Every April communities, organizations, and individuals nationwide celebrate gardening during National Garden Month. Gardeners know, and research confirms, that nurturing plants is good for us: attitudes toward health and nutrition improve, kids perform better at school, and community spirit grows. Whether they are our backyard gardens or public neighborhood gardens, they make America a greener, healthier, more livable place.
In honor of Spring and National Garden Month, here are our favorite essays from our writers celebrating gardens.
1. Love Blooms by Ro Howe
The English, like many other cultures, developed a very particular style and ethos in garden design. Vita Sackville-West and Gertrude Jekyll were amateur gardeners whose contributions to country house garden design in England and the U.S. in the late 19th and early 20th centuries is unparalleled.
Everyone who had a house in the UK had a garden—front and back. My parents had a modest three-bedroom house in Buckinghamshire with front and back gardens, garage, greenhouse, garden shed, which stored all the gardening equipment, lawn mower, wheelbarrow, hedge clippers, garden fork and shovel, etc. The vegetable garden was at the back, well out of sight from the house. Compost heap, bonfire patch, potatoes, green beans, peas, leeks, carrots, lettuces, and berries in rows were not worthy viewing. Hedges and trees separated the “farm” from the “garden” that stretched up to the French doors of the drawing room.
Read more here.
2. Fresh From the Family Garden and Via Fedex by Patricia Yarberry Allen
Large gardens were always a part of my life. The six children in my family had to be fed, and this was the country life as it really existed — not the faux one that urbanites of the 21st century create when they escape the city to grow a vineyard, buy goats and make cheese, or become summer farmers. During that time, in that place, we grew almost everything we ate. Today I was allowed to be reunited with those memories. My baby sister called on Thursday and was describing her wonderful garden, “in spite of constant rain, Patty.” She had supper almost ready, most of it from her own garden in the county where I grew up. My eyes grew misty, or green with envy, as she described the small new potatoes, tiny green onions, fresh salad greens, small green beans, tiny summer squash and lush tomatoes. Then she said to me, “Honey, I wish I could just send you a basket of real food instead of what you buy in those city stores.”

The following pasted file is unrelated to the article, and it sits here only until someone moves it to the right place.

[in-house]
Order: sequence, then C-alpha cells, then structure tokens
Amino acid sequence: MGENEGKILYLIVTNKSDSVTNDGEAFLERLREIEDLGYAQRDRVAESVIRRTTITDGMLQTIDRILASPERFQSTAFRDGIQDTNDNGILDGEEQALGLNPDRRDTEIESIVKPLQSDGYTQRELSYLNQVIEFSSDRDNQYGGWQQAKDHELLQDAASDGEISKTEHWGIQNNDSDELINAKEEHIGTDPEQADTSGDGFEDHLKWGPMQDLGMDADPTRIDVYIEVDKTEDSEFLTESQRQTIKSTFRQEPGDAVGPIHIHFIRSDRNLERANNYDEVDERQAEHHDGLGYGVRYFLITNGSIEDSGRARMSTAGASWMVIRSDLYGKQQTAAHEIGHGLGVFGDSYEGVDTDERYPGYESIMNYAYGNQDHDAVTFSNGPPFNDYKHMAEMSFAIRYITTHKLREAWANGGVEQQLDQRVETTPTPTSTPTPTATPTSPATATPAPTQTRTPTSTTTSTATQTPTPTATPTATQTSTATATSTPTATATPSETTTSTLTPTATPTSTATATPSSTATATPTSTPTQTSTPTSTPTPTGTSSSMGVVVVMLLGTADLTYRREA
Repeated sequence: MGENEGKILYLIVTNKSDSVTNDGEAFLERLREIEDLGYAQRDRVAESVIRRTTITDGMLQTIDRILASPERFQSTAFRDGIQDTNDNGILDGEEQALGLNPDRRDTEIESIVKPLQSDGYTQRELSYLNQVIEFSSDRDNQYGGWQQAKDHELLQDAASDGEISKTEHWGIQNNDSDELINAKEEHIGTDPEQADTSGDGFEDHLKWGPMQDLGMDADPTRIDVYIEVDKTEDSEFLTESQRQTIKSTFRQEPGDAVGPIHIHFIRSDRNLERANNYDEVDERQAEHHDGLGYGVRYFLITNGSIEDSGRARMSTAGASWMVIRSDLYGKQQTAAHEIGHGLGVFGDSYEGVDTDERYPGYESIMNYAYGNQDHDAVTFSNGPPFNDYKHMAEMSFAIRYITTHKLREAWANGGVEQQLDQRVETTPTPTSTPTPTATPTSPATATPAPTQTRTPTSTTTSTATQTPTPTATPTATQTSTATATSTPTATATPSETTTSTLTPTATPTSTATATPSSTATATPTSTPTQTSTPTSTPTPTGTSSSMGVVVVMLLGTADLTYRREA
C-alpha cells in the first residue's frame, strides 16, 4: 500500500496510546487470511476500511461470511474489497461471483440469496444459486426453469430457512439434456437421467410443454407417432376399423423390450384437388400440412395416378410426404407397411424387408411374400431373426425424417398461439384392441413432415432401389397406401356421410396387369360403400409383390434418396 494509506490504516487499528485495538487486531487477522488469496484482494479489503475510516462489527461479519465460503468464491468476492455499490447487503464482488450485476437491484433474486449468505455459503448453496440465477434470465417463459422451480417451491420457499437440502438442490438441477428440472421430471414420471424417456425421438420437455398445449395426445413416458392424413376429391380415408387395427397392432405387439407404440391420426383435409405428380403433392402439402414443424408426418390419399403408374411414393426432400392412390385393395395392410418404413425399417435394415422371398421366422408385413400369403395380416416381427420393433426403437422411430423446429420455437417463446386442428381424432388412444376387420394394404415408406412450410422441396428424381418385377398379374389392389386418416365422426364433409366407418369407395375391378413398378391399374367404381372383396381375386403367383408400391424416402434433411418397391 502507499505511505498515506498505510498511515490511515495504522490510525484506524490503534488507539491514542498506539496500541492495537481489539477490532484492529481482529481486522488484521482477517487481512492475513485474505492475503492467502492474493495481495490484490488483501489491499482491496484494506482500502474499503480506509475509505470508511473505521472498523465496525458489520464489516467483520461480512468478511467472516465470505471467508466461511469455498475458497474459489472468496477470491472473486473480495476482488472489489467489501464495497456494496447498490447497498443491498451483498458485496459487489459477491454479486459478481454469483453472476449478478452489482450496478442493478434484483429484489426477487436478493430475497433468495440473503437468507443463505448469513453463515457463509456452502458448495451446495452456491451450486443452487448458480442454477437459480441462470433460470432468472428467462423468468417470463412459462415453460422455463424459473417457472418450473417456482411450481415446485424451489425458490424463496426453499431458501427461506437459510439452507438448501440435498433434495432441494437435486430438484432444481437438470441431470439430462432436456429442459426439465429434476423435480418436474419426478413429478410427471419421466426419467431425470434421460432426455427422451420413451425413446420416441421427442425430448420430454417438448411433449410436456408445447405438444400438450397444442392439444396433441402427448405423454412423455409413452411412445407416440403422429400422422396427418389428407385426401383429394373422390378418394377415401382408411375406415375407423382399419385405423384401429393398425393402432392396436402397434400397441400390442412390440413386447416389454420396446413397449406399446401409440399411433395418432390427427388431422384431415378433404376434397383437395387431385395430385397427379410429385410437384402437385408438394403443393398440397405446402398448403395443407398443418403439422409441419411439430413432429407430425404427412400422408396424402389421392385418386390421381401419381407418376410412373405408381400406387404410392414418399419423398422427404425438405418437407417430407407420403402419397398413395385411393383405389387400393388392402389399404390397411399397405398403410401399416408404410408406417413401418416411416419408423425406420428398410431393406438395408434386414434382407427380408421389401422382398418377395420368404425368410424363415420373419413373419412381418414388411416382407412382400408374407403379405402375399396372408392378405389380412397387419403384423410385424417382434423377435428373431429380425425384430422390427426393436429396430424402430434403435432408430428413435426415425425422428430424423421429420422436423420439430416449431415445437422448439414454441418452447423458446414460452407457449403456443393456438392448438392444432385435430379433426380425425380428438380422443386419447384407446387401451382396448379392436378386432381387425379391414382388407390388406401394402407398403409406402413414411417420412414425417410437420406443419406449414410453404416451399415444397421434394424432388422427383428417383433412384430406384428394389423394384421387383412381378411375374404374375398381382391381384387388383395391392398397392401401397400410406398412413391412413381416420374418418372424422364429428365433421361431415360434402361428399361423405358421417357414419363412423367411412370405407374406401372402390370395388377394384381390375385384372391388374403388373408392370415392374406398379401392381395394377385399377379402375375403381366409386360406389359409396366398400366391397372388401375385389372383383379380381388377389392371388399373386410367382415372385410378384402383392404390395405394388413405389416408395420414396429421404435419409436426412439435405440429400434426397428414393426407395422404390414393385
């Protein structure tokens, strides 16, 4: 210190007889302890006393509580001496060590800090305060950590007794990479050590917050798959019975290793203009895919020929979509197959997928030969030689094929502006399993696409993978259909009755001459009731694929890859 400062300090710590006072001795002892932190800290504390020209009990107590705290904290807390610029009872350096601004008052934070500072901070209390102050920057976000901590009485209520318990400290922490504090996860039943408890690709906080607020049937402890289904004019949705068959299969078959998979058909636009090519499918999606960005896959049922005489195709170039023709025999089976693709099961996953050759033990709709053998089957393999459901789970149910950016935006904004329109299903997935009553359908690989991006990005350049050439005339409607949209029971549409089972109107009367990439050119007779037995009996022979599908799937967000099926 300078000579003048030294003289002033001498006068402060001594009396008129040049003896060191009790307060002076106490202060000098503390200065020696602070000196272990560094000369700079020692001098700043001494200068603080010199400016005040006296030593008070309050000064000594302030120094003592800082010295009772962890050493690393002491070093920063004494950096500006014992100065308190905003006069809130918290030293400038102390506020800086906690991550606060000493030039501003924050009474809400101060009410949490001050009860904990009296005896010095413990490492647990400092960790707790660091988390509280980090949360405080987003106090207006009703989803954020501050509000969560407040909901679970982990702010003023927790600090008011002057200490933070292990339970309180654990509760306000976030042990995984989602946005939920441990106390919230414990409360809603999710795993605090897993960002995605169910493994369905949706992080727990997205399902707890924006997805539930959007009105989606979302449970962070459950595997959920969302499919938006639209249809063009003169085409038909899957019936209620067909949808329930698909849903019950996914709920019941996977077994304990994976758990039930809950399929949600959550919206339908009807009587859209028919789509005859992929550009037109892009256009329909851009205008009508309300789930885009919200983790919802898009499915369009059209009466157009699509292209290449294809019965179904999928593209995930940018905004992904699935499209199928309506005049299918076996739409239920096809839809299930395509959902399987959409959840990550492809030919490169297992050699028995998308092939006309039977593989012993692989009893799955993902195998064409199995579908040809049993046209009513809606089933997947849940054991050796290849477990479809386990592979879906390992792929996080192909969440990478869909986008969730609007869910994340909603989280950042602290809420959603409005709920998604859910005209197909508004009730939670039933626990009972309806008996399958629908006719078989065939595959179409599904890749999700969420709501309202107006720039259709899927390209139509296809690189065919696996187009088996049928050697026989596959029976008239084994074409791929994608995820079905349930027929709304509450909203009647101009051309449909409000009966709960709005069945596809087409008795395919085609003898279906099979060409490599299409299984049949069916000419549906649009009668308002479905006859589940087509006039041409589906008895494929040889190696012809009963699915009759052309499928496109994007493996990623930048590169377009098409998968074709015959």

Read more here.
3. Clinging to a Minnesota Spring by Diane Dettman
As I sprint along the road, industrious homeowners perched on ladders take a break from washing the remnants of winter off their windows and wave at me. Avid gardeners push wheelbarrows from place-to-place, planting petunias, moss roses, and other hearty annuals that will survive a sudden return of freezing temperatures. Every so often when I walk past the sheep farmer’s place I pause and listen to a lamb bleating in the distance, a reminder of the amazing renewal that comes with spring.
Read more here.